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IPhone Camera sits with shutter closed

The shutter stays closed and I am not able to shoot a picture. It also shows a photo in the left bottom corner that I took several pictures ago.

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5 Suggested Answers

6ya6ya
  • 2 Answers

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Posted on Jan 02, 2017

zohail
  • 1223 Answers

SOURCE: my iphone camera just shows a black screen when i

pls see this First !! B4 reset
Straight from Apple Iphone Manual
Camera is not functioning

  1. Tap Camera, then point and shoot. Note: If you take a picture with iPhone turned sideways, it is automatically saved in landscape orientation. If you do not see Camera on the any of the multiple Home screens, check to make sure that Restrictions are not turned on by tapping Settings > General > Restrictions. If they are, set Allow Camera to ON or tap Disable Restrictions (in iPhone 2.1 software or later).
  2. If that doesn't work, clean the camera lens with the cleaning cloth that came in the box with iPhone.

Posted on Mar 28, 2009

  • 5 Answers

SOURCE: iPhone camera doesn't work

Do a hard reset. If you don't have firmware 3.0, get that too.

Posted on Aug 01, 2009

NEXTLAB
  • 58 Answers

SOURCE: iphone got wet. camera shutter is stuck closed

you might have a lot of corrosion inside your phone.

try to open it up and clean it very well with alcohol.

the main camera does not work probably because of corrosion on its connector to the main board.

see the picture I took a few days ago:

2182c69.jpg

Posted on Aug 29, 2009

  • 3 Answers

SOURCE: iPhone camera shutter won't open! - 3Gs

I have had the same problem. I backed up all photos/videos from the phone and then deleted them, then rebooted the phone (off/on). The camera functioned after that. Then I restored the photos to the phone.

Posted on Jun 14, 2010

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I cannot take photos when i shot with manual mode.The shutter clicks but no picture is actually taken.Darkness.The auto mode works fine.Lens Nikkor Micro AF-S 105mm.Drives me crazy


When you shoot in manual mode, make sure your camera sensor gets enough light. When you shoot inside with dimm light at 1/1000 of a second or faster and a aperture of 8. all pictures will be black.
The best way to learn shooting in manual, is to shoot a picture in the P mode and put the picture on the screen (>) button. then select the info, where you see time, aperture iso and so on. and even better select the histogram. Note the figures in your head (or on paper) and then goto manual and make sure you have almost the same settings. Then shoot en look what the histogram shows. No histogram on the right, means to little light, so lower the shutter speed, open the diaphragm or increase the ISO. No histogram on the left, means to much light, so higher shutter speed, lower ISO or smaler diaphragm (the aperture number must be up. 3,6 is wide open 16 is almost closed.

Mar 14, 2015 | Nikon D7000 Digital Camera

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Top 5 Tips to Ensure Great Smartphone Photography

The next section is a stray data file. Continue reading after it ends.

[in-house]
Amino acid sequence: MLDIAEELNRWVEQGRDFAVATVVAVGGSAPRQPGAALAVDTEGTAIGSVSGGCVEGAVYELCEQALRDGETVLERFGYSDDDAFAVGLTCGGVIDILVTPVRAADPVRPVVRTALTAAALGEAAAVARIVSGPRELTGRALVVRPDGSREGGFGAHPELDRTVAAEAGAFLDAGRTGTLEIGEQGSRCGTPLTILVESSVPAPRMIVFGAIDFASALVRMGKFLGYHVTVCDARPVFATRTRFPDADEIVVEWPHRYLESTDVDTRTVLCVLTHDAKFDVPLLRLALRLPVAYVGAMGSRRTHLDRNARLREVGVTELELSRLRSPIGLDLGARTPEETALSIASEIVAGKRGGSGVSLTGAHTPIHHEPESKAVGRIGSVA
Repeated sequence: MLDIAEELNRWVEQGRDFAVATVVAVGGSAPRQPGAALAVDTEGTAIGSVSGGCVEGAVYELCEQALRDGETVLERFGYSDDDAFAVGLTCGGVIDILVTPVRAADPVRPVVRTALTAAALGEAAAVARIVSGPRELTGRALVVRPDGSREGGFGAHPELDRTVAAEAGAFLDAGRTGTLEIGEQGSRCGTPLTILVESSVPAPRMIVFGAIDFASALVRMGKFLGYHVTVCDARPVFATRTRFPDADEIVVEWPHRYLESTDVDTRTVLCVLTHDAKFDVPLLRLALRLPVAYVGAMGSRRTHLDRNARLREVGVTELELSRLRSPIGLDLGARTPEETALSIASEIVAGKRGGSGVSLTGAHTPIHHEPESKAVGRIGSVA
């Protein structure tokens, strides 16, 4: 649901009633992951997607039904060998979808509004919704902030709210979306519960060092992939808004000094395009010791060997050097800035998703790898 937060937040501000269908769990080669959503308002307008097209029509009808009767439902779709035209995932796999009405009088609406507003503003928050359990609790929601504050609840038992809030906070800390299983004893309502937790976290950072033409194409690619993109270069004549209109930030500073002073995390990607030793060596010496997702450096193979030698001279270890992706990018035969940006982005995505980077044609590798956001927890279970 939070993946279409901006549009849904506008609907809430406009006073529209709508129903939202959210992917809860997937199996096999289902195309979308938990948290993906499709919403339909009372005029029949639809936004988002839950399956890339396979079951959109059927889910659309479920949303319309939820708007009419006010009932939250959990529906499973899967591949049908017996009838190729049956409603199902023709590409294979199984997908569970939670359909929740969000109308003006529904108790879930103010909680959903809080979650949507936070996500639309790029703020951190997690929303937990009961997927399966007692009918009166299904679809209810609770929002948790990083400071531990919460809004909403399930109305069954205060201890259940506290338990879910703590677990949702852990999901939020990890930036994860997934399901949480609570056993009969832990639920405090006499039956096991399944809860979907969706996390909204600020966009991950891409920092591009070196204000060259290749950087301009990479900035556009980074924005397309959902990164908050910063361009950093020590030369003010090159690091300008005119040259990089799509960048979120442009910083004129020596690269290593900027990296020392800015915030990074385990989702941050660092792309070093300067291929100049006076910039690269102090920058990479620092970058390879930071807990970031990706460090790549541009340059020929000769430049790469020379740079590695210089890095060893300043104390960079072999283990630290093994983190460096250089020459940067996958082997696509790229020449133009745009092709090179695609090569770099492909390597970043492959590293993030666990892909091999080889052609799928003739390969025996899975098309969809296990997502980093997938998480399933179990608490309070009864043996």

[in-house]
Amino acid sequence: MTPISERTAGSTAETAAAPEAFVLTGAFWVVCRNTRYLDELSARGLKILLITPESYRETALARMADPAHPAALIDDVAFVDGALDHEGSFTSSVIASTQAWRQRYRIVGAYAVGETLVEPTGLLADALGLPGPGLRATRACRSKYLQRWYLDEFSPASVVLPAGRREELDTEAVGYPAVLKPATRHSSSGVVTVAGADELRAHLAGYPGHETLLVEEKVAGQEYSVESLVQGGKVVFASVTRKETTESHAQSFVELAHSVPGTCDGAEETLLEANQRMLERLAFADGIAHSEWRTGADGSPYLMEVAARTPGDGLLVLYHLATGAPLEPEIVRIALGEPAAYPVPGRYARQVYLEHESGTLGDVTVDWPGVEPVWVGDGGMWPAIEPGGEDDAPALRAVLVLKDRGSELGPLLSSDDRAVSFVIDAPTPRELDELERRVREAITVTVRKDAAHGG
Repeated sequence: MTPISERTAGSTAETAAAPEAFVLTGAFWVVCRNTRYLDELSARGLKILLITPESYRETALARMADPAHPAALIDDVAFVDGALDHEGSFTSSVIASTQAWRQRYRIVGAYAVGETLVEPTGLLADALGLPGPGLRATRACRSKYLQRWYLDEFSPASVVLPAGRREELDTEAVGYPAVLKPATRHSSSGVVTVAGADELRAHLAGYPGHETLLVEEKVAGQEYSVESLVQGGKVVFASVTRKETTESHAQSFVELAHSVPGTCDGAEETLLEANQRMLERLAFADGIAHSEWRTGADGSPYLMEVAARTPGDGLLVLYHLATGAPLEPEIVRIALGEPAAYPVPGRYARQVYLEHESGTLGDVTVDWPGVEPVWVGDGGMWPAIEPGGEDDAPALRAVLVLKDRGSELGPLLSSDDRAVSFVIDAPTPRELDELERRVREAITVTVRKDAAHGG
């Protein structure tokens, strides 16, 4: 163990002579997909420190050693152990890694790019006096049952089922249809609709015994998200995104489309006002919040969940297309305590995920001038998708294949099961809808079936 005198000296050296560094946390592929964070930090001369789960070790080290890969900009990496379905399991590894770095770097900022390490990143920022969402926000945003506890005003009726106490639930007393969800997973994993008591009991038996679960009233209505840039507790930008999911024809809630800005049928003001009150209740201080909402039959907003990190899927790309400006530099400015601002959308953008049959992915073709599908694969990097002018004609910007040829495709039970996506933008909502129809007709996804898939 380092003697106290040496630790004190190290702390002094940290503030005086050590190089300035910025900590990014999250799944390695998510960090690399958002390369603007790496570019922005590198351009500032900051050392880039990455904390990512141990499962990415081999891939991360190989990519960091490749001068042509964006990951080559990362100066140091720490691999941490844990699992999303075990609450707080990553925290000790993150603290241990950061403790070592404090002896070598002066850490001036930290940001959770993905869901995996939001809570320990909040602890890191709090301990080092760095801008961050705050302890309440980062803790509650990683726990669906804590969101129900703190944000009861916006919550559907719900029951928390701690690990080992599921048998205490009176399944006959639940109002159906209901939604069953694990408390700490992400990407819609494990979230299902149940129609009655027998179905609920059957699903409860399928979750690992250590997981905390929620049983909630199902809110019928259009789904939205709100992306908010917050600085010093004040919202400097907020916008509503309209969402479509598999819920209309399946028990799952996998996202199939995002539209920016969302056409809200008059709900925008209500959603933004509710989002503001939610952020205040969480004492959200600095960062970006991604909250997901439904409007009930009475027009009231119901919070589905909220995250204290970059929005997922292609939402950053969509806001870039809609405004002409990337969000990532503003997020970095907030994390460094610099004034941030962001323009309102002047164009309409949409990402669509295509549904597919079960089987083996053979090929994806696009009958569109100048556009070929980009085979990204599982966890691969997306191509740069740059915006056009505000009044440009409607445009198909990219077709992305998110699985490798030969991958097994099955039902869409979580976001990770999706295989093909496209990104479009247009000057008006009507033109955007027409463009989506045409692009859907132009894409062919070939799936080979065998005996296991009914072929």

You probably don't carry your fancy-pants DSLR camera with you all the time, but your smartphone--along with its built-in camera--is in your pocket everywhere you go. That's why these days the most popular camera used to upload photos to Flickr isn't a camera at all, but the iPhone.<br /> The challenge, of course, is getting great-looking photos from a gadget primarily designed for chatting. If you keep the following top 5 tips in mind, you can take some pretty sharp pictures with either an iPhone or an Android phone. Here is what you need to know (click all photos to enlarge).<br /> <img src="M900page_11-1.jpg" /><br /> 1. Know when the shutter clicks: If the shutter lags, you'll need to account for that. Some phones have a surprising delay after you press the shutter release. And if the shutter release is on a touchscreen (as it is on the Apple iPhone), the shutter probably trips after you lift your finger, not when you press down. Either way, hold the camera steady while the picture is being exposed. And don't jab at the screen, or the shake will blur your photo.<br />2. Widen the dynamic range: Some phones (such as the iPhone 4 and Windows Phone 7 handsets, to name a few), provide a High Dynamic Range mode that captures an impressive amount of detail and a range of tones and colors in a single exposure.<br />If your phone has a High Dynamic Range option, learn to use it.The effect is similar to the way HDR software can combine multiple photos to create one rich, dynamic photo. If you have an HDR option (it might also be called Wide Dynamic Range, or some similar variation), try it instead of the flash when faced with tricky lighting.<br />3. Use the flash to reveal daytime details: It's counterintuitive, but in daylight, a fill flash can be your secret weapon. It provides a burst to reduce the shadows that bright sunlight causes. Although the flash won't be powerful enough to fill every shadow, if you're close enough to your subject, it can provide pleasant, even lighting on your subject's face. Of course, the tiny flash on most cameras works only at very close range, so don't expect it to help unless you're within a few feet of your subject.<br />4. Start the camera faster: Some phones make it so hard to get to the camera that you might think they're, well, camera-shy--which could mean losing out on many a great photo opportunity. If you have a smartphone and the operating system allows it, move the camera app to a more convenient location.<br />Make sure you can access your camera quickly.On the iPhone, for example, ensure that the camera app is on the first screen, or put it in the quick-access area at the bottom of the screen. Some phones even let you reassign buttons to launch the camera.<br />5. Let the sun shine in: Your phone can handle a lot of situations with aplomb, but it can't shoot every scene you encounter. The teeny image sensor craves light, and does best outdoors, in daylight. For the best exposures, follow the same advice that photographers have kept in mind for decades:<br /> Let sunlight help your photography.Try to put the sun behind you or over one of your shoulders. Avoid shooting directly into the sun, or you'll radically underexpose your subject. If you're shooting indoors, put your back to the window and turn on the lights.<br />About author:<br /> Mattry, as an amateur of photography, also interested in multimedia software. Such as <a href="http://www.dvdrippermacos.com/">dvd ripper for mac</a>, including <a href="http://www.dvdrippermacos.com/tutorial/rip-dvd-on-mac.html">how to rip a dvd on a mac</a>, <a href="http://www.dvdrippermacos.com/dvd-ripper-reviews.html">dvd ripper reviews</a>, <a href="http://www.dvdrippermacos.com/">mac dvd ripper</a>. etc,. Any suggestions please leave your precious words.<br />